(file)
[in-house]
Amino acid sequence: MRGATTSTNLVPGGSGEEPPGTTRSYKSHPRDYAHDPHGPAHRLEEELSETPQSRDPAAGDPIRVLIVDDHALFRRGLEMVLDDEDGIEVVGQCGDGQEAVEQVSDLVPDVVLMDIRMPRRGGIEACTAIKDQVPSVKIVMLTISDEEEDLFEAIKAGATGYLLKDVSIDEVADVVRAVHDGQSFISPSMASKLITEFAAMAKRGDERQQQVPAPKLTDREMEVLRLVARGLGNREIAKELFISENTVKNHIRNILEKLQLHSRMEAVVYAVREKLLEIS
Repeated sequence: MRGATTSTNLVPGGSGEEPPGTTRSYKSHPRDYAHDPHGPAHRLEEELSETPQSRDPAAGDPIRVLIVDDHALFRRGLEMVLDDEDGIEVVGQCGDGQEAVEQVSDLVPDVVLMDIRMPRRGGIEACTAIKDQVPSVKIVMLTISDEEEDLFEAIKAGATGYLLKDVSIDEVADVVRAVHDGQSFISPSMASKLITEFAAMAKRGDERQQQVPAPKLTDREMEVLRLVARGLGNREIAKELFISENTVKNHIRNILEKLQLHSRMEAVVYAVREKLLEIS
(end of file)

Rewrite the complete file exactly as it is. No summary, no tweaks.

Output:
[in-house]
Amino acid sequence: MRGATTSTNLVPGGSGEEPPGTTRSYKSHPRDYAHDPHGPAHRLEEELSETPQSRDPAAGDPIRVLIVDDHALFRRGLEMVLDDEDGIEVVGQCGDGQEAVEQVSDLVPDVVLMDIRMPRRGGIEACTAIKDQVPSVKIVMLTISDEEEDLFEAIKAGATGYLLKDVSIDEVADVVRAVHDGQSFISPSMASKLITEFAAMAKRGDERQQQVPAPKLTDREMEVLRLVARGLGNREIAKELFISENTVKNHIRNILEKLQLHSRMEAVVYAVREKLLEIS
Repeated sequence: MRGATTSTNLVPGGSGEEPPGTTRSYKSHPRDYAHDPHGPAHRLEEELSETPQSRDPAAGDPIRVLIVDDHALFRRGLEMVLDDEDGIEVVGQCGDGQEAVEQVSDLVPDVVLMDIRMPRRGGIEACTAIKDQVPSVKIVMLTISDEEEDLFEAIKAGATGYLLKDVSIDEVADVVRAVHDGQSFISPSMASKLITEFAAMAKRGDERQQQVPAPKLTDREMEVLRLVARGLGNREIAKELFISENTVKNHIRNILEKLQLHSRMEAVVYAVREKLLEIS